2.) Wear sunscreen! Even if it is cold out, always slather on that sunscreen because even if the sun isn’t beating down on you and making it hot out there, it doesn’t mean that you are safe from the rays. Sunscreen should be worn year round and not just during the summer months!

3.) If you must use a cart for your own personal reasons, be sure to drive carefully and look before

I have been a longtime golf player and I have experienced the pains and aches that have come along with playing this sport. Golf is an amazing sport that challenges you to use your mind, strength and skill to be successful. It is a great way to stay in shape and meet new people.

It can also be very dangerous. Golf injuries are mostly self-inflicted, caused by overuse of muscles or poor swing mechanics as well as lack of proper warm-up. Golfing can take its toll on your back, shoulders, hands, elbows, knees and feet.

If you are thinking about taking up golf or are a current golfer who wants to avoid getting injured here are some tips for safe play:

• Warm-up before teeing off. Don’t just start swinging the club wildly without first stretching out the muscles you will be using during your game.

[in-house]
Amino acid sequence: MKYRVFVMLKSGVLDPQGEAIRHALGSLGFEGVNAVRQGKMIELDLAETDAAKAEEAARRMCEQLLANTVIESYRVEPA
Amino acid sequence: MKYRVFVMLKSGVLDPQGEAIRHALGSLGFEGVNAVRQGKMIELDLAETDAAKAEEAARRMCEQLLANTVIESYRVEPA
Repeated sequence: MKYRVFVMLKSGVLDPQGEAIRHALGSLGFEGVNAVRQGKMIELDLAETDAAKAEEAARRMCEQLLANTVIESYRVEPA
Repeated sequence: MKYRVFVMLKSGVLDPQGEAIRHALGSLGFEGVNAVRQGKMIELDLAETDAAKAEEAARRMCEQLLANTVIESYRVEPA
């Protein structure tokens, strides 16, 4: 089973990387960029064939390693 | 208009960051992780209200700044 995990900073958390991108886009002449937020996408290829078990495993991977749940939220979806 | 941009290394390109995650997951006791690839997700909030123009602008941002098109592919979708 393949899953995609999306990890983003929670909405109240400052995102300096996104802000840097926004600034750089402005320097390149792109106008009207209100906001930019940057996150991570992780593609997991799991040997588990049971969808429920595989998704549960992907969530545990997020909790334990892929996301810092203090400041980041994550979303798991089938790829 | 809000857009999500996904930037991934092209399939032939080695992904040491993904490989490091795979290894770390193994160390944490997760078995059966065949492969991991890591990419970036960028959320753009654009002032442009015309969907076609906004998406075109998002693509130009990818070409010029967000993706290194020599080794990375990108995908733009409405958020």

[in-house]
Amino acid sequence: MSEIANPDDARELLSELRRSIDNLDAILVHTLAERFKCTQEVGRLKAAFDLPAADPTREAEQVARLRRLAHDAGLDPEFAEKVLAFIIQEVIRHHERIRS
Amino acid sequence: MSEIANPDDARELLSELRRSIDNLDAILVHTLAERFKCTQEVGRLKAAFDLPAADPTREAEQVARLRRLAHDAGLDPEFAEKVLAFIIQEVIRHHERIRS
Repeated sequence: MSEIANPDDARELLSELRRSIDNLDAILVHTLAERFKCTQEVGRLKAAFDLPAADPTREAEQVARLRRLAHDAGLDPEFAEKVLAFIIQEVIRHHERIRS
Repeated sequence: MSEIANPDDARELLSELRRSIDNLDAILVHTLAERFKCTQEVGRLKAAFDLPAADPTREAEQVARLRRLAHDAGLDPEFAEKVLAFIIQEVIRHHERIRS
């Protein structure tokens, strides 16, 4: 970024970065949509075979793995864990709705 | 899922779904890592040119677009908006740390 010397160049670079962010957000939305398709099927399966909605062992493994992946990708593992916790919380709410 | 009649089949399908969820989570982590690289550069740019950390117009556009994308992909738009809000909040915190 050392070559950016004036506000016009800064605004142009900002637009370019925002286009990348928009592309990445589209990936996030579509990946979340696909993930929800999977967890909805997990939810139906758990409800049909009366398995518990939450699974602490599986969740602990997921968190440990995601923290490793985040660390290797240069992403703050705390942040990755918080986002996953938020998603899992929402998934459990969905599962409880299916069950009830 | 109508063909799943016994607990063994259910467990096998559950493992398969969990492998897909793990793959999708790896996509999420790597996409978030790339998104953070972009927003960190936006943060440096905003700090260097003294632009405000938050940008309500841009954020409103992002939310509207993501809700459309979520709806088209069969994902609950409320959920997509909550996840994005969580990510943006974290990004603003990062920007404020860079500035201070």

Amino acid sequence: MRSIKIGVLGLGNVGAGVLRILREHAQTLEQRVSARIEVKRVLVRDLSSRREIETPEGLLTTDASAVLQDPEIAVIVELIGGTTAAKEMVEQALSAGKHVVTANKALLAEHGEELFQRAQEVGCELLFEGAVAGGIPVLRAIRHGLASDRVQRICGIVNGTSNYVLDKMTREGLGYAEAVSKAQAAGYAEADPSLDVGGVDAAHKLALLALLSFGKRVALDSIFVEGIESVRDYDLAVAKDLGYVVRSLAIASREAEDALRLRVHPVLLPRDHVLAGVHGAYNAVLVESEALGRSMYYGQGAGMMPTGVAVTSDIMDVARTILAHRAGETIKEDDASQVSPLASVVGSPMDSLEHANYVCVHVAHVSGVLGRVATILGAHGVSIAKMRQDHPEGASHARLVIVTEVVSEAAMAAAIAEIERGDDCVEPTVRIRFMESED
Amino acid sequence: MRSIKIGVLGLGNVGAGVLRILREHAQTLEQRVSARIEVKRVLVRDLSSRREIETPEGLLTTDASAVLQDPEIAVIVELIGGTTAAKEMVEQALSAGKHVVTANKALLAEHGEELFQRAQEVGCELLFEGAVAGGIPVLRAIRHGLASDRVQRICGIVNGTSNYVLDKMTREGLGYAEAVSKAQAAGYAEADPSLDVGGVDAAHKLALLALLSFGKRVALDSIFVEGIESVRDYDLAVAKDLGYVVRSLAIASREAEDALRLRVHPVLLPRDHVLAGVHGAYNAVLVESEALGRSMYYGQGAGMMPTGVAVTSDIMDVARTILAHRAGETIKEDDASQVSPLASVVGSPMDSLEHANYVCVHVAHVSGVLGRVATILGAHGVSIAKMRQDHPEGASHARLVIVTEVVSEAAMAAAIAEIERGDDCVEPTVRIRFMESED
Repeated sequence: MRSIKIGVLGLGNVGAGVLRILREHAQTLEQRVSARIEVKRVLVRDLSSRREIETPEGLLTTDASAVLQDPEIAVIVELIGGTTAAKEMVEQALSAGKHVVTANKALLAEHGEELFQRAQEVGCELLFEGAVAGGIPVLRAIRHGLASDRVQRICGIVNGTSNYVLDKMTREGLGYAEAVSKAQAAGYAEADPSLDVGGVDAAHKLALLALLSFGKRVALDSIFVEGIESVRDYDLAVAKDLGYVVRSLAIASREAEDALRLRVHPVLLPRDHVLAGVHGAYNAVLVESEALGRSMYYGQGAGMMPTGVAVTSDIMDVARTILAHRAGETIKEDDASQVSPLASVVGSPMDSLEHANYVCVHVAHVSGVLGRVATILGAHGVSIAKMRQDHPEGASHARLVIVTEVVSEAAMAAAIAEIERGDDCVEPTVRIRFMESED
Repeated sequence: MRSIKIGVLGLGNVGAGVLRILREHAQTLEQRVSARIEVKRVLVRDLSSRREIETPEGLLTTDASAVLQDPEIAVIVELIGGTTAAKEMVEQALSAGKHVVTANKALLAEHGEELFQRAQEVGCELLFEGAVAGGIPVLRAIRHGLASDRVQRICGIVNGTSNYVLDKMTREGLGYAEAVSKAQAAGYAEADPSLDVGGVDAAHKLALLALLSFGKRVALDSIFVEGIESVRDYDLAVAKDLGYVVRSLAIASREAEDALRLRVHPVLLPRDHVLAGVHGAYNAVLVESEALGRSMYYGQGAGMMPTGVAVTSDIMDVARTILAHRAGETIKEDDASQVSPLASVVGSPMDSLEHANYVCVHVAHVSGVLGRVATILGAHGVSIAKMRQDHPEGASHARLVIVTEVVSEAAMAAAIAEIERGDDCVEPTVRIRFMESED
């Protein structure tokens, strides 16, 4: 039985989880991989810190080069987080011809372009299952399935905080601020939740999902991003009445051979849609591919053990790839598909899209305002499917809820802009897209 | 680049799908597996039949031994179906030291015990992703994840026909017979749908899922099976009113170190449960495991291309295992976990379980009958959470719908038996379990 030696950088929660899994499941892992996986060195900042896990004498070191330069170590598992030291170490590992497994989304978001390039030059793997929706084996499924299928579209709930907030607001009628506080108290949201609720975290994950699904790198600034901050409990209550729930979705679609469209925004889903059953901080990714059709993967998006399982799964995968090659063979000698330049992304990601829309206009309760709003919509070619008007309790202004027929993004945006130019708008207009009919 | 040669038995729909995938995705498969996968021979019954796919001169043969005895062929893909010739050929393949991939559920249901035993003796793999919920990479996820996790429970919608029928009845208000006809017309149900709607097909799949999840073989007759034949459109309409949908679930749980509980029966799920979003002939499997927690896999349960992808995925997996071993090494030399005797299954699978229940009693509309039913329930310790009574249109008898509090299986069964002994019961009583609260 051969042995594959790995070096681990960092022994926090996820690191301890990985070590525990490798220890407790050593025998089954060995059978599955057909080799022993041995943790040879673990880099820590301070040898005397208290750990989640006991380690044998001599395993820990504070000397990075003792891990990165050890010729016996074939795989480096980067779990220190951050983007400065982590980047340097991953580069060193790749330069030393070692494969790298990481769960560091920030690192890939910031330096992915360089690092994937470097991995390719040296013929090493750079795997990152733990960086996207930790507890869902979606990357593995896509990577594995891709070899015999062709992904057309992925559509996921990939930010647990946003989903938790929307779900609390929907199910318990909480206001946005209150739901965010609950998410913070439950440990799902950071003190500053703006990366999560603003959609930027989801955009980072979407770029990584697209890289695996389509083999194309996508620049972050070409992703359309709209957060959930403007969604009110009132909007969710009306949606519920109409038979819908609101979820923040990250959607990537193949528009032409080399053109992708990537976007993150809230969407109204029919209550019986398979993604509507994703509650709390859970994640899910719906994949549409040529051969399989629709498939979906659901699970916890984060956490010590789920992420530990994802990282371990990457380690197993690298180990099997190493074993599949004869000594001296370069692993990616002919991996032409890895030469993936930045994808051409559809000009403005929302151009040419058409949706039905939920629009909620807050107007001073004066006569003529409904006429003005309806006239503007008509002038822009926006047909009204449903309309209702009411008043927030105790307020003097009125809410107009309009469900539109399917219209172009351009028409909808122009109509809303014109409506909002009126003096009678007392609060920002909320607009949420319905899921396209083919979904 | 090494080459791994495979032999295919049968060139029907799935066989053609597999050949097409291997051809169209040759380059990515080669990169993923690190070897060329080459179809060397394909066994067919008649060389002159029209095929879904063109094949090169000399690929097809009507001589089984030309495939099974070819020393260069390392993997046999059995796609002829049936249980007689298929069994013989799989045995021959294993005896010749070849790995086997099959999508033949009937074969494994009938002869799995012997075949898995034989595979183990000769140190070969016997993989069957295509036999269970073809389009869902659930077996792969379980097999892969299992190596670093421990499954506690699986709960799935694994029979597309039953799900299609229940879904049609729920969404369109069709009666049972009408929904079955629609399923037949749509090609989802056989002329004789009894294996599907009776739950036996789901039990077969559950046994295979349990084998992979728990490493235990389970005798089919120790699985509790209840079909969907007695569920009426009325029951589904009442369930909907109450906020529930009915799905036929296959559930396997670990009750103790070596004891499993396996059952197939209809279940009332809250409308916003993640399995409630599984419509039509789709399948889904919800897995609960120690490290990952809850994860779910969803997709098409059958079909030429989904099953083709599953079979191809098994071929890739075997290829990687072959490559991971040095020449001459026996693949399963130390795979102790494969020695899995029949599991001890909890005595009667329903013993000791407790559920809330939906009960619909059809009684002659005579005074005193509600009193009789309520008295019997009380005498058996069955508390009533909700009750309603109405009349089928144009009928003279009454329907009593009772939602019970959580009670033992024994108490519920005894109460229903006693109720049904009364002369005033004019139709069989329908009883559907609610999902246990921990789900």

• Don’t let your ego get in the way of making smart decisions on the course. There is nothing wrong with taking a drop when needed or considering using a tee on some of the longer shots.

Golf is a dangerous sport. Golfers have been known to sustain serious injuries from swinging the golf club, walking the course, and even being hit by a golf ball traveling at high speeds. While some of these injuries are simply accidents that cannot be prevented, many of them can be avoided.

Golf is a wonderful sport for people of all ages to enjoy. It’s also great exercise if you walk the course rather than ride in a cart. However, it does take its toll on your body when you swing that heavy club or walk 18 holes (or more) in one day. Many people suffer from back pain following a round of golf and never realize how badly they hurt themselves.

In addition to swinging the golf club and carrying your bag, your back is also under strain while you’re bending over to putt, chip or tee off. Your neck can take quite a beating as well if you’re not careful with the way your hold it when looking down at your ball or up towards the green.

The Golf Ball

Golf balls are one of the hardest things on a golf course. The ball is hit at such a high velocity that it can cause serious injuries if it hits you in the eye or any other vital part of the body. In most cases, it does not cause serious damage, but there have been cases where people have been seriously hurt by a golf ball.*

I have just returned from a week of golfing in the Algarve, Portugal. I am pretty sure I am not alone in finding that my game has not improved much over the past few years. In fact, there is plenty of research to back up this phenomenon: it appears that age brings with it a tendency to become more conservative and more prone to injury.

Research published in the British Journal of Sports Medicine has shown that the number of injuries sustained on the golf course increases with age.